They finally got an instant replay with the newly revised rules



The NBA has officially revised its rules for instant replay. In particular, the referees can no longer initiate a replay of out-of-bounds infractions in the last two minutes of the fourth quarter or any overtime period. The only way to look at out of bounds violations is through the Coach’s Challenge. NBA fans have gone to see if these changes are good or not. In our opinion, the league was ultimately right and here are the three reasons why.

NBA Instant Replay Well Done

1. The last two minutes went on forever, turning off new viewers

As the NBA noted in its press release, the reason for the review was “to improve the flow of play.” The officials who decided this case probably heard Jeff Van Gundy’s tirades about how the last two minutes of the game dragged on. For him, this did not bode well for the game as it put viewers off, especially those who are watching for the first time. As with all sports leagues, one of the main goals is to attract and retain audiences.

Van Gundy understands that one of the great things about basketball as entertainment is not just how easy it is to grasp rules and goals, but also its pace. Basketball is a very fast-paced sport which makes it fun to watch. As such, seeing the game come to a screeching halt is a rather odd event, especially in the final two minutes of a very close game. Containing the excitement is good. But removing it for an unreasonable amount of time ends up killing it. This is what happens when literally every game below the two minute mark is reviewed. Ultimately, basketball is a sport meant to be entertained. Hardcore fans probably like to see how these rerun reviews play out. But the NBA isn’t just watched by alumni.

2. NBA referees have lost their autonomy

There’s nothing more hilarious or irritating (depending on which side you’re on) than seeing Patrick Beverley twirl his index finger in the air over and over again, signifying he wants a proofread. On the other end of the spectrum, there is nothing more infuriating than seeing the umpires almost run over to the announcer table to discuss what seems like an easy call to make. The actions on both sides are understandable. As a player you want everything to go the way you want it to. Your goal is to win by whatever means necessary. The referees, for their part, want to be sure that they have made the right choice.

These elements tend to collide. The result is that the referees generally accede to the wishes of the players by going to the announcer’s office to review the game in question. This pretty much stripped the arbitrator’s independence from outside influence – one of the basic tenets of his job. The players naturally try to develop a good relationship with the referees. Some of them actually try to influence the headspace of the referee by pointing to specific tendencies of multiple players. They are free to do and say whatever they want. But a good referee should ignore all these antics from players and coaches.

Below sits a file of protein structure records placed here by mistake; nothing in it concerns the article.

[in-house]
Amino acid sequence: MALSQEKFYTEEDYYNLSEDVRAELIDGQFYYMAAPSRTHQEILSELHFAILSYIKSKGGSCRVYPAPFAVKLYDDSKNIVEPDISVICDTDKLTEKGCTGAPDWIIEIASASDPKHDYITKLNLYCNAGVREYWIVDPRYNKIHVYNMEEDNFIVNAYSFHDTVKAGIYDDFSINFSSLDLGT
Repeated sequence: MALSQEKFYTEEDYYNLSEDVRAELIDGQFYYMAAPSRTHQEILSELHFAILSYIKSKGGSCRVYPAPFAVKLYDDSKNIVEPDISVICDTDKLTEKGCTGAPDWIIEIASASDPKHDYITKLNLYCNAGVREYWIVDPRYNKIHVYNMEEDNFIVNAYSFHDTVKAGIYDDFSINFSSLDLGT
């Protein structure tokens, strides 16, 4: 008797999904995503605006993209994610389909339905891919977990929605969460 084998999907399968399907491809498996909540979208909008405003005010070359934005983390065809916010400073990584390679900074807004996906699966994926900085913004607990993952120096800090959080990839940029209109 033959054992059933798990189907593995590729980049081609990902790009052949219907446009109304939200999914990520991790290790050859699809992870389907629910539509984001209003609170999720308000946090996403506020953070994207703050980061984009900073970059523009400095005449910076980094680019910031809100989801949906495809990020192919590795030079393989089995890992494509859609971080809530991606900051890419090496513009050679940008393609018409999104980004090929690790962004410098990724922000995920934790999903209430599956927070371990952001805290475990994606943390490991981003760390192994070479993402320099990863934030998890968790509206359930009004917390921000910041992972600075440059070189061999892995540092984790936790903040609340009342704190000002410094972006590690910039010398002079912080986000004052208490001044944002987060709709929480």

As such, the revision pretty much gives the arbitrators back their autonomy. If players want a piece to be examined, then the only way to do it is through the rules – as it should be. Gone are the days when Beverley kept spinning her index finger for free review and sometimes even free time out. He could still do it. But for his wishes to be granted, it has to be through the Coach’s Challenge, which is ultimately at the discretion of the head coach.

3. All calls are “equal”

The point is this: NBA referees are human beings and therefore susceptible to error. The desire for perfection is understandable. But it is simply an impossible task. This means that there is a good chance that they will miss several calls throughout the game and not just in the last two minutes. The old rule that umpires could fundamentally review an unlimited number of games (as long as it’s below the two-minute mark) removes the principle that every possession and every point counts. Having infinite credits to review coins below the two minute mark puts too much emphasis on it, which somehow lowers the value of other calls outside of this one.

What about missed calls in the first, second and third trimesters? Shouldn’t these respective quarters and calls be treated equally? Teams don’t win by beating their opponents only in the fourth quarter. They get the win by taking it a possession and a quarter at a time. It would be foolish to say that a team that lost by two points could have won if the referees had made the right choice in the final two minutes. What about the blatantly missed first quarter call that could have been a play and one or maybe even a four point play?

The review does its best to reinforce the essence of the adage that every point and possession counts. If you want an exam it will cost you a coaching challenge. If it fails, you lose time out that could have been used to craft a winning game. This new revision is not yet perfect. It only applies to the last two minutes of each quarter and to overtime. But setting a quota is better than allowing players and coaches to do virtually whatever they want.

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